Classic Atari games are a popular choice these days in the field of reinforcement learning. A delightful lunch conversation on the constraints in the Atari VCS (Video Computer System) and the resulting creativity in its games introduced me to the book Racing the beam. Written by Nick Montfort and Ian Bogost, it is a detailed look at the creation of Atari VCS, its games, its popularity and its final crash.
Atari VCS, now popularly referred to as the Atari 2600, was introduced in 1977. Atari, who was making coin-operated arcade machines, created in the 2600 one of the first home videogame systems where games could be changed by switching cartridges. Sold for $200, it was quite cheap compared to the home computers of this era which, like Apple ][, sold for a thousand dollars more. This cost was possible by the use of the cheap MOS 6507 chip, a variant of the MOS 6502 which was popular in home computers at this time. The system had a mere 128 bytes of RAM and supported 4K of ROM in the game cartridge. The hardware of the system was specifically designed for two-player games like Pong, which featured one sprite per player, some playfield graphics and a ball or missile. The system had a Television Interface Adapter (TIA) chip that was specifically designed to interface with NTSC CRT displays. The TIA had specific registers to draw sprites, playfield graphics, moving balls, collision detection between ball and sprite. The system had no OS, it executed the 6507 instructions of the cartridge directly. VCS programmers essentially had to tell the system what to draw as the electron beam moved across the screen, scanline by scanline.
The book focuses on 6 games made for the VCS, using each one to also highlight a different aspect of the video game industry of that era. Combat is the game cartridge that shipped with the VCS. It had several 2-player games, all minor variants of Pong, but featuring tanks and planes instead. The VCS was one of the first home gaming systems to popularize the use of joystick. It also shipped with paddles, which fell out of favor quickly as a controller. With the game Adventure we see how Warren Robinett brought the world of text adventure to graphics and allowed the user to move out of the screen to new rooms and locations. In porting Pac-Man from its Japanese arcade to VCS, we discover how Tod Frye had to hack past the system's limitation on the number of sprites and the requirement of playfield graphics to be mirrored. The result was still quite disappointing and the game flopped. Yars' Revenge was a port of the vector-graphics Star Castle to the raster-graphics hardware of the VCS and was a hit.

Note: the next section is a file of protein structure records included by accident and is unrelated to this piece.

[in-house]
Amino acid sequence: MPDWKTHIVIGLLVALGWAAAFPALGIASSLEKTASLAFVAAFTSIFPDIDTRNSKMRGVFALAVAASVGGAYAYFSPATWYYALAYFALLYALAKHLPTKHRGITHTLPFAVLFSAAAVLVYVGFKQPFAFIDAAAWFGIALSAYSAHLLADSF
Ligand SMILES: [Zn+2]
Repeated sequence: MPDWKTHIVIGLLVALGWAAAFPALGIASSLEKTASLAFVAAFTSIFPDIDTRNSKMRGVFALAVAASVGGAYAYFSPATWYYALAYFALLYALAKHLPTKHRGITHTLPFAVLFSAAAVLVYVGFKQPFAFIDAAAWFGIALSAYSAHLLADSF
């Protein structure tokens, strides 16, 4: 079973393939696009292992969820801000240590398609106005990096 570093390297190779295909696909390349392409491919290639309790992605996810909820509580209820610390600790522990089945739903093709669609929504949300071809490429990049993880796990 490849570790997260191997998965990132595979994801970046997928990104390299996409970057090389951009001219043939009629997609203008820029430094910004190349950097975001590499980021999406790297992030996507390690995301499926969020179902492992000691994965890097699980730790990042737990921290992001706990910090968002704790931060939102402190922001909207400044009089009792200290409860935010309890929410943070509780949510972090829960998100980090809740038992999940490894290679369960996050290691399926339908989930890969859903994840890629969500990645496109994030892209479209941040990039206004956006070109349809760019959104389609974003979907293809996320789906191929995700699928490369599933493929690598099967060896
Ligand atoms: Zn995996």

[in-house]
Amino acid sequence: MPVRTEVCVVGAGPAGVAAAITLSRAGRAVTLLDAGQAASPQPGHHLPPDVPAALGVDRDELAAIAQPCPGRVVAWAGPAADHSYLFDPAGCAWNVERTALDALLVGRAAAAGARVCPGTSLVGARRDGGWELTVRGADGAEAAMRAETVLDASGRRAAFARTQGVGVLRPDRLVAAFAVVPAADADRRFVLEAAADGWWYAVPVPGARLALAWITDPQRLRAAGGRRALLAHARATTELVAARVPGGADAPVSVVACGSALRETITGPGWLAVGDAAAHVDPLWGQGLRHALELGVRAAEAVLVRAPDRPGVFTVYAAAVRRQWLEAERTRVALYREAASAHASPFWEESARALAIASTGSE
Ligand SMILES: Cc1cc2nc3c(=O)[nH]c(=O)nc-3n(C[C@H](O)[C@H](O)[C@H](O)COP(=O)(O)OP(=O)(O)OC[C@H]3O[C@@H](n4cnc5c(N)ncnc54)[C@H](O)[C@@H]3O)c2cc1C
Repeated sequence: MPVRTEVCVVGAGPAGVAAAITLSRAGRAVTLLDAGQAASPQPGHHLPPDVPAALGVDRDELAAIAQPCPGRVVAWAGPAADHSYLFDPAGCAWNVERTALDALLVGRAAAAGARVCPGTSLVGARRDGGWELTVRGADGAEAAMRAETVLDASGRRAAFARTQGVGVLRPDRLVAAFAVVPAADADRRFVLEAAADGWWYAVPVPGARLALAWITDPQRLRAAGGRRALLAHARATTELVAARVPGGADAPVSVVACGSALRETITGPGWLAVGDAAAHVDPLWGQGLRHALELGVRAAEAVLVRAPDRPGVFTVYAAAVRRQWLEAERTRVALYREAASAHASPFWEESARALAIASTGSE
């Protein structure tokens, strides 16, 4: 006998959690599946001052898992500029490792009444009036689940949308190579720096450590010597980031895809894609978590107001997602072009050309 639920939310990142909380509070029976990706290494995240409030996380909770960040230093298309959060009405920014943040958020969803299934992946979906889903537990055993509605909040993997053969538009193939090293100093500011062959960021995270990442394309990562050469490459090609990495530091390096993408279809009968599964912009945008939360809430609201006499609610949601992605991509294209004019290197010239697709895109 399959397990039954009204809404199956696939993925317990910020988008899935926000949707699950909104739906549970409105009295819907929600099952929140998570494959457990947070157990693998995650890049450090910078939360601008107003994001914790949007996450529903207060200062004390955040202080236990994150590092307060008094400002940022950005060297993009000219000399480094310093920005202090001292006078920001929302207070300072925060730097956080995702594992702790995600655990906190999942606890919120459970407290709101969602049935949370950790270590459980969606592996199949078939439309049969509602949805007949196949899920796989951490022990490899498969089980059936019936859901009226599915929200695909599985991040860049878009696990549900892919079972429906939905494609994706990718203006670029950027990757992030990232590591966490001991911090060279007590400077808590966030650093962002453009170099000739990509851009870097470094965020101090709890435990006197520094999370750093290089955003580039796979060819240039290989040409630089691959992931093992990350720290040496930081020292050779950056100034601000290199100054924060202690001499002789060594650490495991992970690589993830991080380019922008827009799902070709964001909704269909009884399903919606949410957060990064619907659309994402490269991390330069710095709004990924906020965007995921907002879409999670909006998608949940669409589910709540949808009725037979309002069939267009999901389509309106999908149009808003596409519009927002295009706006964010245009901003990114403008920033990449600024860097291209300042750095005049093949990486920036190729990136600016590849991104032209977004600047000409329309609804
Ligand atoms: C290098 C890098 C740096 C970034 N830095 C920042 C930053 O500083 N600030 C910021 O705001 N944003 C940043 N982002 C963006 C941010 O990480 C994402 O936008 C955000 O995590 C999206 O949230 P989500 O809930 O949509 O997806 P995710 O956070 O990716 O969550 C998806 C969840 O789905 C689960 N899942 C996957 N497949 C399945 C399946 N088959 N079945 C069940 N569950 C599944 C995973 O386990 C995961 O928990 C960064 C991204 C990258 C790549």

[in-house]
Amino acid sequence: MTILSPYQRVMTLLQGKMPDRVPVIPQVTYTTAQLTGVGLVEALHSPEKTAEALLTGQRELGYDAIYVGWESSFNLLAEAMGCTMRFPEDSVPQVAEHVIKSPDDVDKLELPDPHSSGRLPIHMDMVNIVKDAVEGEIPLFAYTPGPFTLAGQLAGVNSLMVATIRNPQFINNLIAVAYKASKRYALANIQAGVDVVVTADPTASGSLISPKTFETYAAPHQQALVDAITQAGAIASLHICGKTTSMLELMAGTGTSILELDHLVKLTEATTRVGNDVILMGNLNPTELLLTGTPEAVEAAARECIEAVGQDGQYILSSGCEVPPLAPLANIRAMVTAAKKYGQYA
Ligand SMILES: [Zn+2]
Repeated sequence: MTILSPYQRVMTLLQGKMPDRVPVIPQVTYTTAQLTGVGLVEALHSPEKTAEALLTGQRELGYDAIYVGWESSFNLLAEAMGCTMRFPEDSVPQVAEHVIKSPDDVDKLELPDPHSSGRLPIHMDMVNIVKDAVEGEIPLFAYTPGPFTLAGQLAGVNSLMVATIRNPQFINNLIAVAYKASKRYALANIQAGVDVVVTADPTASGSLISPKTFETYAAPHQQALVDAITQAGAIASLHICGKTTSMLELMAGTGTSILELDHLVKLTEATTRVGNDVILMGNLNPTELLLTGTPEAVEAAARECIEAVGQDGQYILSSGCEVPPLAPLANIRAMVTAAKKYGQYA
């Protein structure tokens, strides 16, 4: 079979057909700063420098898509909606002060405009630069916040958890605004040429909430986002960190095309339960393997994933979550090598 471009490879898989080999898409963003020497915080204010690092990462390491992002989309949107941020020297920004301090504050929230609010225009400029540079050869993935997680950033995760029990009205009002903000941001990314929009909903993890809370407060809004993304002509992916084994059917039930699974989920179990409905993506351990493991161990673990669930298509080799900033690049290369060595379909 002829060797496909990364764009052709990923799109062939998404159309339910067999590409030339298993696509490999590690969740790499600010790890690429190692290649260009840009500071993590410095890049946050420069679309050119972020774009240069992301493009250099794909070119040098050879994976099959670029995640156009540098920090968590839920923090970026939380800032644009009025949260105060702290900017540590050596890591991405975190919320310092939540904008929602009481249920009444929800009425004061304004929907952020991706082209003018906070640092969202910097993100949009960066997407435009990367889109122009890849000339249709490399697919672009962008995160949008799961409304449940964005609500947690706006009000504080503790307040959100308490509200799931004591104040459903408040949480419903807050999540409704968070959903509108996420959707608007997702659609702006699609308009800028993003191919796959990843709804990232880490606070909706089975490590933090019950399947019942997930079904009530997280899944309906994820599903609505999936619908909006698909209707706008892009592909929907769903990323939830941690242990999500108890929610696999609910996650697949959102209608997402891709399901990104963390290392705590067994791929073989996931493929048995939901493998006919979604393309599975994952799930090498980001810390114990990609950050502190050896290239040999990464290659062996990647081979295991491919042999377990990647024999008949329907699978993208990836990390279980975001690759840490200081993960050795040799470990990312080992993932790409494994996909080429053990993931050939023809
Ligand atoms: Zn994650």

In just a few years, Atari was king of the home videogame market and was raking in a billion dollars annually selling both the console and the cartridges for it. Each videogame of this era was made by an individual programmer and at Atari they were paid a fixed low salary. Noticing how they were paid a 100 times less than the revenue their individual games generated, four star Atari programmers broke away and created Activision, the first 3rd-party game cartridge company. Pitfall was a pioneering game from Activision for the VCS that created the side-scrolling adventure. Like most great games on the VCS, this too was an epic hack, fitting 255 jungle screens in just 50 bytes of ROM! Another 3rd-party success was Star Wars: The Empire Strikes Back using which the authors describe how toys and games were licensed from movies in this era. The popularity of the VCS led to a flooding of the market with lots of bad-quality games and led to the video game crash of 1983.
The authors are digital media academics and so the book not only focuses on the technical details, but the cultural, social and historical aspects of the VCS and videogame consoles of that era. Readers who are specifically looking for intricate details of the VCS and how important games pushed the system to its limits might need to refer to other more technical books. Since my first experience with computers were systems that were way more powerful and complex, I found this discovery of the Atari 2600 to be enlightening and fascinating.
Rating: 4/4 (★★★★)